Judge For Yourself workshop aims to show the challenges and the complexity of sentencing.
Judge For Yourself workshop aims to show the challenges and the complexity of sentencing. Contributed

Workshop to offer insight into sentencing

WE ALL have an opinion but would you really like to know what it feels like to step in a judge's shoes?

If you have an appetite for judicial education, there will be a workshop held at the Maryborough Neighbourhood Centre later this month.

Members of the Queensland Sentencing Advisory Council will visit Maryborough to offer an insight into the judicial system.

The council is made up of various lawyers working in government, prosecution, defence as well as psychologists.

The project is called Judge For Yourself.

Defense lawyer Dan Rogers said it was an education tool that gives the community the chance to effectively step into the judges shoes and undertake a sentence of a real case.

"We launched approximately two weeks ago and since then we've held a number of community events particularly around south-east Queensland and we are now looking at hosting similar events throughout the state.

"We are finding there is a real appetite for this kind of education around sentencing because sentencing occupies a large space in our public debate and its something the media report on quite regularly.

"As a community we only get snippets of what is a really complex process. The media only have a small window of time in which to report a case, so its not possible to report all of the competing considerations that effected a sentence outcome.”

Judge For Yourself aims to show the challenges and the complexity of sentencing.

"The reason why we are doing this is because there has been credible research undertaken that shows that when the community know all of the facts that go into a sentence decision they will typically impose a slightly more lenient sentence than judges or magistrates,” Dan said.

"So these perceptions that these judges are soft or lenient certainly aren't supported by the research that has been undertaken particularly in Victoria and Tasmania.”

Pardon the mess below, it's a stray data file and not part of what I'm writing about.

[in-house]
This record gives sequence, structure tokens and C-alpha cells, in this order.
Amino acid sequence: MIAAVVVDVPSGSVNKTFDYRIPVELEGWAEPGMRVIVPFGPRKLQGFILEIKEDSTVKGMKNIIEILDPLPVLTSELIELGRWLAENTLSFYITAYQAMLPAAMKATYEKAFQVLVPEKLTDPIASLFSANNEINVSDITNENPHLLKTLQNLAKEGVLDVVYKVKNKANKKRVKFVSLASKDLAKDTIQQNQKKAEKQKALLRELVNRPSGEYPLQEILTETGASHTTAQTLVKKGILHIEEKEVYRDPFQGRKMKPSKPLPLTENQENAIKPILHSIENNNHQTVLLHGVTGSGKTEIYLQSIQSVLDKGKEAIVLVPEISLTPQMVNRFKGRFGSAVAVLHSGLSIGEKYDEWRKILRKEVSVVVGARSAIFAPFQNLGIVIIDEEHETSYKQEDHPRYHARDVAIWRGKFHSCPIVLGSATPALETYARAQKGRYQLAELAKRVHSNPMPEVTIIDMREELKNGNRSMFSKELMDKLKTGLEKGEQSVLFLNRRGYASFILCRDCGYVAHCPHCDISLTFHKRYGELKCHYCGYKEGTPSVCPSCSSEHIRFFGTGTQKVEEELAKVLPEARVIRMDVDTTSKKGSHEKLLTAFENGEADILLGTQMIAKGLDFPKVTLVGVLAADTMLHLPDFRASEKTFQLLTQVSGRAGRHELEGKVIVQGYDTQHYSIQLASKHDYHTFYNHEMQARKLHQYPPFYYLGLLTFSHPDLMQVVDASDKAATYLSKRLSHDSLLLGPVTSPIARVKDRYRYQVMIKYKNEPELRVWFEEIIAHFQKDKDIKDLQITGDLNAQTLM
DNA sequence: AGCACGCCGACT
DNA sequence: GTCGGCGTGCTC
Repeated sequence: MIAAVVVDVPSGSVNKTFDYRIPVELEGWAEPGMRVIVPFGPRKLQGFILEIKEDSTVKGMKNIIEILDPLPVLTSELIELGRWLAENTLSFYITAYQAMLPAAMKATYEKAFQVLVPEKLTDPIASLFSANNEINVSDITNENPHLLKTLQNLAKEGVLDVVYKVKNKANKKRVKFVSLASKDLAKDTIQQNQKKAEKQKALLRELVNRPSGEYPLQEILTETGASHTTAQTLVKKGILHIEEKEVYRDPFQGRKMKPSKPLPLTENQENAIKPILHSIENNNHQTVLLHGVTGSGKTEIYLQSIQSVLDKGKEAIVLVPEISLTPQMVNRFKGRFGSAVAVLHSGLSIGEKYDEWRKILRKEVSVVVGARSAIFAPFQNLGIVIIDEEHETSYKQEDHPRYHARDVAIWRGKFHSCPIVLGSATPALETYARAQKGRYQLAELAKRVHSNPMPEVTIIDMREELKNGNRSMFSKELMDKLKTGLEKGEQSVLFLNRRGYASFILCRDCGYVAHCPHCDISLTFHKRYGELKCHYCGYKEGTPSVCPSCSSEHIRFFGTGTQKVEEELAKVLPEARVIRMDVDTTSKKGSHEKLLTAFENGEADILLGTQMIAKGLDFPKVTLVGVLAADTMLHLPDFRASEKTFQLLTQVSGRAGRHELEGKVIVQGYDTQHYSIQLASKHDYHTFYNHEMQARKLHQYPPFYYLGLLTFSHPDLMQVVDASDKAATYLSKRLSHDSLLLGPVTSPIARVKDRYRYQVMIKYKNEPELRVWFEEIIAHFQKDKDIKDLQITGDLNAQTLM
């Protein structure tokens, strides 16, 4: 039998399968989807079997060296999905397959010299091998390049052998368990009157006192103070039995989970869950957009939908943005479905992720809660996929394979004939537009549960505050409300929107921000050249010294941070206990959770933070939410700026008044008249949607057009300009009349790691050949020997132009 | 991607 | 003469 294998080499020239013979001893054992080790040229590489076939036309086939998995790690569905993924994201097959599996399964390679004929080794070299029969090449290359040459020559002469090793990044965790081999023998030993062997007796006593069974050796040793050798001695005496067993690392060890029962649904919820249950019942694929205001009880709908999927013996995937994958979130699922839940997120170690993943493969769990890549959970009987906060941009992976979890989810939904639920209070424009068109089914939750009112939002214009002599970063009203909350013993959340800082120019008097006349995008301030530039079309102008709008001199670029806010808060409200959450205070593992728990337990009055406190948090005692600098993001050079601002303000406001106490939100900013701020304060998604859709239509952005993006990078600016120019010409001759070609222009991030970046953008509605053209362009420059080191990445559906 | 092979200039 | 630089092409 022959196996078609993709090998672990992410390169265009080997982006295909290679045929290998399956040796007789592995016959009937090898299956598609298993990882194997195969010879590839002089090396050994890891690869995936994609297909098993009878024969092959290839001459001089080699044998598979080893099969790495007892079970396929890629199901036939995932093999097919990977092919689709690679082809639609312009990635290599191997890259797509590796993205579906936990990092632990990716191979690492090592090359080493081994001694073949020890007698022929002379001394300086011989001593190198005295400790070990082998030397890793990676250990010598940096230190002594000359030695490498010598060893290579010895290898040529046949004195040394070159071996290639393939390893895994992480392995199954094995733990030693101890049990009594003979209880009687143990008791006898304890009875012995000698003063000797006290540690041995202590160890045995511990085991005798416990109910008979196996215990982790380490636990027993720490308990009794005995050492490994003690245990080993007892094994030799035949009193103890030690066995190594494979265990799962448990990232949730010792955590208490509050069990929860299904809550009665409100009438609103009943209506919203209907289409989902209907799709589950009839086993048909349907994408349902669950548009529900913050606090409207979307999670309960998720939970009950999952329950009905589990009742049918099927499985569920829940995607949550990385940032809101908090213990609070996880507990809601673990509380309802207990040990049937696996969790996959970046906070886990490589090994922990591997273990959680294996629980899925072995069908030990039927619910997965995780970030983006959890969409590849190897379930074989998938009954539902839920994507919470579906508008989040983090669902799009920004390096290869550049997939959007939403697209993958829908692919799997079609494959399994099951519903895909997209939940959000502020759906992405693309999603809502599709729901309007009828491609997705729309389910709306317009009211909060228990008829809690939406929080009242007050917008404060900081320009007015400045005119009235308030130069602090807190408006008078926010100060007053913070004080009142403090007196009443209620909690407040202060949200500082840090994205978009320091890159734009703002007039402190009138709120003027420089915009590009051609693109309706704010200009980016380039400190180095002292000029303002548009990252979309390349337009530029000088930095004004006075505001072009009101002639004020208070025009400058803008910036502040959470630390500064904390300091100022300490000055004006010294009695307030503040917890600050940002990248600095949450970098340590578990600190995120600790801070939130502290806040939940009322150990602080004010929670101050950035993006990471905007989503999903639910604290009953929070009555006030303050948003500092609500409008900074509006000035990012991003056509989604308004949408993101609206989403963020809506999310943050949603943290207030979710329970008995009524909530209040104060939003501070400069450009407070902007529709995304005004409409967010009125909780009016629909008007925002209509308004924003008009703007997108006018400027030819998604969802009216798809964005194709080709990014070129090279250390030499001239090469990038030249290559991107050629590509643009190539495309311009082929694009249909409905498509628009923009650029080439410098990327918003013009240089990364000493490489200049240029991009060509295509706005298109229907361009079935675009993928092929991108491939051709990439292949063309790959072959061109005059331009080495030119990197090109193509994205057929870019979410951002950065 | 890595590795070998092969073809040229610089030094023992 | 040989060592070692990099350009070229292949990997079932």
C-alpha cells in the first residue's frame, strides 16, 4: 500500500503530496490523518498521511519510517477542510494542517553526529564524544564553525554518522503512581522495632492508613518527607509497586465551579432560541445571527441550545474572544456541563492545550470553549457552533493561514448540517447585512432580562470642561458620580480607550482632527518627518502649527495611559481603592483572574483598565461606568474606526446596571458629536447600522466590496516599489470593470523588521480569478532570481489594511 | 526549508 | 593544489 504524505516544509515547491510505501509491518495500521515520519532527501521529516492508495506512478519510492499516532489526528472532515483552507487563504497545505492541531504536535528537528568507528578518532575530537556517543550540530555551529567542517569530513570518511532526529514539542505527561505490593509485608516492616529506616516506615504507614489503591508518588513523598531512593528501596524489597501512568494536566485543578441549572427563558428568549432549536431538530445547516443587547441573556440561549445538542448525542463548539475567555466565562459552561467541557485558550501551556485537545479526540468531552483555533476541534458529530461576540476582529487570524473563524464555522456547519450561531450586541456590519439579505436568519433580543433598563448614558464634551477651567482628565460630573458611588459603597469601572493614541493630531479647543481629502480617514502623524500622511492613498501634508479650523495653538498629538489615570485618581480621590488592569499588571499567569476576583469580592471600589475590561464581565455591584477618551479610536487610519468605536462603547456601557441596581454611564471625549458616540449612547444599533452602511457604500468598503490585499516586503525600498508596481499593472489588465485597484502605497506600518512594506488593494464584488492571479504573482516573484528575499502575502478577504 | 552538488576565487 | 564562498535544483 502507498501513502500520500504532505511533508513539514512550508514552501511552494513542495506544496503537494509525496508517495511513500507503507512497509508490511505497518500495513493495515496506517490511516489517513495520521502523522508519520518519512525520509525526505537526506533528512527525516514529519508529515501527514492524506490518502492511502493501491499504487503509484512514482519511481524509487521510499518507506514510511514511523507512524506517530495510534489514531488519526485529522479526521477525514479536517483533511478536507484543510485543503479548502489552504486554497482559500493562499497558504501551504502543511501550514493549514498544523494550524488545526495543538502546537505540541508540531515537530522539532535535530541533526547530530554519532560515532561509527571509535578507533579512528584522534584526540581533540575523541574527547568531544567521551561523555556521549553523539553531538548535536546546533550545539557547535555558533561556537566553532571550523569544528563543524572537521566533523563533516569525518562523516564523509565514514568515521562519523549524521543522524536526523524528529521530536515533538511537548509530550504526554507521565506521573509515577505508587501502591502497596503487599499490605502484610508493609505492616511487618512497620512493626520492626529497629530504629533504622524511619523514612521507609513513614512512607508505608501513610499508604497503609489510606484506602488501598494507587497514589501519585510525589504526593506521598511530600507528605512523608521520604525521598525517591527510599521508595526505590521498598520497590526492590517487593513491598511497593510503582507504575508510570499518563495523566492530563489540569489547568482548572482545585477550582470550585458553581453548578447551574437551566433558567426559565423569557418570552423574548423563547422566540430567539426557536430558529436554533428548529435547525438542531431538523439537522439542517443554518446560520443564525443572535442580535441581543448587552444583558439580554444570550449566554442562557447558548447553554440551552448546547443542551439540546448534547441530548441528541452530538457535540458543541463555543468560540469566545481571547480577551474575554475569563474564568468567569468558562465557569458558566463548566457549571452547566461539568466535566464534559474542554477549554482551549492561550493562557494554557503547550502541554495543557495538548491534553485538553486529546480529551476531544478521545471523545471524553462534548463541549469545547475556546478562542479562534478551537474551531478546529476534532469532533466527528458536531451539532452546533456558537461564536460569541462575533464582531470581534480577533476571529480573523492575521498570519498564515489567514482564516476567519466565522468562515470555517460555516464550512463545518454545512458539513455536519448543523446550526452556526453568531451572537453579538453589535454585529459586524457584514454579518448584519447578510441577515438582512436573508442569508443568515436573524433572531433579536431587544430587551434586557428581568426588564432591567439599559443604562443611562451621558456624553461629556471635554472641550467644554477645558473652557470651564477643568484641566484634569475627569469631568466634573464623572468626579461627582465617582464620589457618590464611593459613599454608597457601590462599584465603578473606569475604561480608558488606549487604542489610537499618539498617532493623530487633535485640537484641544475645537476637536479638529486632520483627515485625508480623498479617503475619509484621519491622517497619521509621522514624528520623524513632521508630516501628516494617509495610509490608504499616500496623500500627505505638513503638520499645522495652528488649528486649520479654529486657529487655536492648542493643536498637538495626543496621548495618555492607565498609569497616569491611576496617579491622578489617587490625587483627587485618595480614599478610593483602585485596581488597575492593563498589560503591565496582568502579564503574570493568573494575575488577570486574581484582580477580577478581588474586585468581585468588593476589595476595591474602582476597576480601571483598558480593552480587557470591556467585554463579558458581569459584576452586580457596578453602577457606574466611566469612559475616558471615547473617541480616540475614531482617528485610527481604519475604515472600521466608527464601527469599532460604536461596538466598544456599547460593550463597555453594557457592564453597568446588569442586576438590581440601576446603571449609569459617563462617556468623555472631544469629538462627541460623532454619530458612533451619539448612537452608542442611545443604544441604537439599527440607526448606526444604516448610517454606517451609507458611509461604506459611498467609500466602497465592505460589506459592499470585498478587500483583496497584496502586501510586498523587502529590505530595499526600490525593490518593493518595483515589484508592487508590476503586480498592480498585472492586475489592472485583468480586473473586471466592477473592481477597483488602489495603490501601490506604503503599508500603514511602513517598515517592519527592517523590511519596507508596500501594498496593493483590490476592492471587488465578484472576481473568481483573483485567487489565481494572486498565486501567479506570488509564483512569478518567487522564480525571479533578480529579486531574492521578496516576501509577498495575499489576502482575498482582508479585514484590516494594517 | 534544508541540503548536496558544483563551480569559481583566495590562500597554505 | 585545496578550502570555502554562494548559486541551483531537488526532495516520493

The program is modelled similarly to the Victorian equivilent which is called You Be The Judge and it also allows a particpant to go through a number of cases and in Queensland and Victoria they are real cases which are de-identified and they hear from the prosecution, defence and the offender and then have a go at imposing the sentence. Participants then get to compare their sentence against the sentence that was actually imposed and against a median of what other people have imposed who have undertaken the exercise.

"Everyone is entitled to their opinion about a sentence that is imposed and I don't expect this education tool result in everyone suddenly being more satisfied with sentences that are imposed,” he said.

"It is a real focus on educating the community about the complex process that judges have to take into account on any sentence. There can be an extensive range of competing considerations and circumstances of the offence and of the offender are infinitely varied.”

The exercise can also be done online at www.qld.gov.au/judgeforyourself.

Members of the community can go on and pick one of the cases, go through the exercise of sentencing a real case.

"It is effectively a re-enactment of real cases which have been de-identified - the filming occurred in real courts and we have stuck as much as possible to the facts and the way it actually occurred in court.”

Members of the council will be available at the Maryborough Neighbourhood Centre during the exercise to give participants the opportunity to ask questions.

DETAILS

Judge for Yourself is being held at the Maryborough Neighbourhood Centre, 25 Ellena St on June 15 and 16, by the Queensland Sentencing Advisory Council.

The sessions will run from 10-11.30am and 1-3.30pm.

Registration details are available on the QSAC website www.sentencingcouncil.qld.gov.au.



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